French Brothers Opening Wine Bar in Yorkville

By Lindsay Armstrong on April 23, 2014 10:47am 

Slideshow
 French brothers Alexis and Thibaut Piettre will bring a taste of thier homeland to the Upper East Side.
Frere de Lys on First Avenue
View Full Caption

UPPER EAST SIDE — Two brothers will open a wine bar with French flair next month on a stretch of First Avenue currently populated by pubs and pizzerias.

Alexis and Thibaut Piettre, brothers from the Alsace region of France, are planning to open Frere de Lys at 1685 First Ave. within the next three weeks. The wine, champagne and cocktail bar, taking over the former Choux Factory space, will serve a rotating menu of French-style small plates made from locally sourced ingredients.

“That’s what the cafes in France do,” Thibaut Piettre said of their plan to change the menu often. “The French get bored with their food very easily.”

The brothers, both in their early 30s, moved to New York City from Strasbourg, France, about 10 years ago. They have spent the past decade working in the New York City restaurant scene, primarily at Belgian-owned micro-chains Petite Abeille and BXL Café.

They started to look into opening their own restaurant about three years ago and partnered with Daniel and Blaga Paroby, a married couple they met while working at other restaurants, to make their goal a reality. The partners were initially drawn to the East Village or West Village, but were put off by the high price of Downtown rents.

When Alexis moved to the Upper West Side and later the Upper East Side, the brothers realized that either of the neighborhoods could be the perfect place to open the kind of cafe they were envisioning — one built around a clientele of regulars.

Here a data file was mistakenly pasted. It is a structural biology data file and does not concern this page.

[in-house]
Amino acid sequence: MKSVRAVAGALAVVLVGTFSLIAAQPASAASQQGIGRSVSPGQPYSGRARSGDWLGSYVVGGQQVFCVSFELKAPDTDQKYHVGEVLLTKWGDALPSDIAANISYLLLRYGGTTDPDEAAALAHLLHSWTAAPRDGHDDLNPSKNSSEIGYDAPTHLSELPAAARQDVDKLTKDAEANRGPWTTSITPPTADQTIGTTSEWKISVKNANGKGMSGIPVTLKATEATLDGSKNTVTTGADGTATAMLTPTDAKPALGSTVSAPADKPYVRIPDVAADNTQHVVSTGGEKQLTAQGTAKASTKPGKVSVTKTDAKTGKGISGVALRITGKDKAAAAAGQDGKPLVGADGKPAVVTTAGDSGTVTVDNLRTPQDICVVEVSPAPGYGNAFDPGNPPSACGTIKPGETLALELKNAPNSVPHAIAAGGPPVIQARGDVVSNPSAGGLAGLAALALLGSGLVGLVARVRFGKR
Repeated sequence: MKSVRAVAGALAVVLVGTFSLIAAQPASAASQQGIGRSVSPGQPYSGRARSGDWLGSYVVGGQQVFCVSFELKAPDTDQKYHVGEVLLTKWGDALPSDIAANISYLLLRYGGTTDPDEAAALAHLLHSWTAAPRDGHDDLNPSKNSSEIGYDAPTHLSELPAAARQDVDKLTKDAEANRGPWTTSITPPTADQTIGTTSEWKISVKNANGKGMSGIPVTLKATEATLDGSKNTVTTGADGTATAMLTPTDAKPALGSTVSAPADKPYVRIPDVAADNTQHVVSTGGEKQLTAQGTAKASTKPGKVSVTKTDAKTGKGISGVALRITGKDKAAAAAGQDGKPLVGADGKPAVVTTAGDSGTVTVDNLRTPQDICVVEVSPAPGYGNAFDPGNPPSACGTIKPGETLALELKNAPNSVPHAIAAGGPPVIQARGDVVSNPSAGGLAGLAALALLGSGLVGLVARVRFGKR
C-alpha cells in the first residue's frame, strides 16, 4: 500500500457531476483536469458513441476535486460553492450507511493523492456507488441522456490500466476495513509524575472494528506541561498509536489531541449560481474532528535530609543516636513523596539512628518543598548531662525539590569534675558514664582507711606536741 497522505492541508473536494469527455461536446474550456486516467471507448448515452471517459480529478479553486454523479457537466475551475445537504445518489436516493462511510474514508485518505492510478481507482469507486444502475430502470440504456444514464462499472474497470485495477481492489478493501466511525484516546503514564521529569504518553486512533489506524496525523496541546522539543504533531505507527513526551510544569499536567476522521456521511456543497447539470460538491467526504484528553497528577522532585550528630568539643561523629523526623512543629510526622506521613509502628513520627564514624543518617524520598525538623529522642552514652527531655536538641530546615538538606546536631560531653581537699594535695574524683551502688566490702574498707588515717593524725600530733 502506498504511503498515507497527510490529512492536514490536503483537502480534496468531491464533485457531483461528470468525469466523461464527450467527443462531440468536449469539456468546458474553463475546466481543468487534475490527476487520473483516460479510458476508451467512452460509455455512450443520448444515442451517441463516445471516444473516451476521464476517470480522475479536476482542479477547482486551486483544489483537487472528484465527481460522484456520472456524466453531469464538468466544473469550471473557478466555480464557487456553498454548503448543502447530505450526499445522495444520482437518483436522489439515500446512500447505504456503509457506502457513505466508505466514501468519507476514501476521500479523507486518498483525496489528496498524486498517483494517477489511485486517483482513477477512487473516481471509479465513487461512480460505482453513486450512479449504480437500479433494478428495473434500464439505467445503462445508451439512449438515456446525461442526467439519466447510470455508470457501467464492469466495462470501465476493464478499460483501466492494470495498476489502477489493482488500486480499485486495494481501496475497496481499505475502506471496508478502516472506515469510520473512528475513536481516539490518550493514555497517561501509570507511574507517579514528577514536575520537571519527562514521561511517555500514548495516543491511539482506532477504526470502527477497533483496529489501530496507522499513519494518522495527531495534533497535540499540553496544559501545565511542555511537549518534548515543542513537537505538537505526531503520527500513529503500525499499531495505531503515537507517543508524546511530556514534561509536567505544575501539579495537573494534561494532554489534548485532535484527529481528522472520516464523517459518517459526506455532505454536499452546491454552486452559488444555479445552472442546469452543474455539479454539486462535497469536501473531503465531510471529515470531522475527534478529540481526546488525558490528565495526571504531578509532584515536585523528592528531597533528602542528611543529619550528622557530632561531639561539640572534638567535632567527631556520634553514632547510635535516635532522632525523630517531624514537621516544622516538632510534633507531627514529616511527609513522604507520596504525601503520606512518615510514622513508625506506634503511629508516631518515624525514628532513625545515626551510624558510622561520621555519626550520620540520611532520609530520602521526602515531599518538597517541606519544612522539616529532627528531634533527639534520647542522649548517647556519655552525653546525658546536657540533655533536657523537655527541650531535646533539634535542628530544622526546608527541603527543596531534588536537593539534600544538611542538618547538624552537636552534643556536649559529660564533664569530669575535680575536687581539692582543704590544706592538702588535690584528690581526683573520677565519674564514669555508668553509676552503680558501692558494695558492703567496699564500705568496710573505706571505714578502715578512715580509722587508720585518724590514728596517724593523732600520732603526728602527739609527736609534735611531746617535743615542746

“New York City is like Paris. It’s all about neighborhoods,” Thibaut Piettre said. “People go out in the morning to buy their bread, they go to the same place every day for coffee and maybe out at night for a drink somewhere nearby. We want to be a part of this neighborhood.”

Frere de Lys will serve small plates based on classic French dishes, including tartines topped with smoked salmon or speck, charcuterie and a variety of quiches. They will include at least one vegetarian and one gluten-free option with every menu.

The 50-bottle wine selection will be more international in scope, featuring options from France, Italy, South America, New Zealand and the United States. Thanks to their purchase of a Coravin System — a hollow needle that can extract wine from a bottle without removing the cork — the brothers plan to offer many of their top-shelf wines by the glass. 

Their wines will cost between $7 and $15 per glass and about $35 per bottle, with special selections priced higher. They want to keep the price point accessible to a wide variety of customers.

“New Yorkers know exactly what they like when it comes to wine,” Alexis Piettre said. “We’re working to find a selection of wines that are high quality, but still affordable.”

The bar will also offer a menu of classic cocktails, many using spirits that are made in New York, for about $12 each.

To highlight their native culture, the Piettres plan to launch a program they call the Tour de France. Each month, they will choose a different region of France and feature wine, cocktails and cuisine that are traditional in that area. For example, if they were featuring their home region of Alsace, the menu might include pork sausages, foie gras and several of the dry Rieslings for which the area is known.

The bar’s name is the brothers' other nod to their homeland. Frere de Lys is a play on the name of the classic French symbol the Fleur de Lis, with the word for “flower” replaced by the word for “brother.”

They said that they have already received a warm welcome from the neighborhood while waiting on final approval from the Department of Buildings to open. 

“We’ve gotten a lot of support from our neighbors, especially our landlord,” Thibaut Piettre said. “Everyone has been stopping by to ask what the space will be and do we need help. That’s why we love this neighborhood.”

Advertisement

Advertisement

Advertisement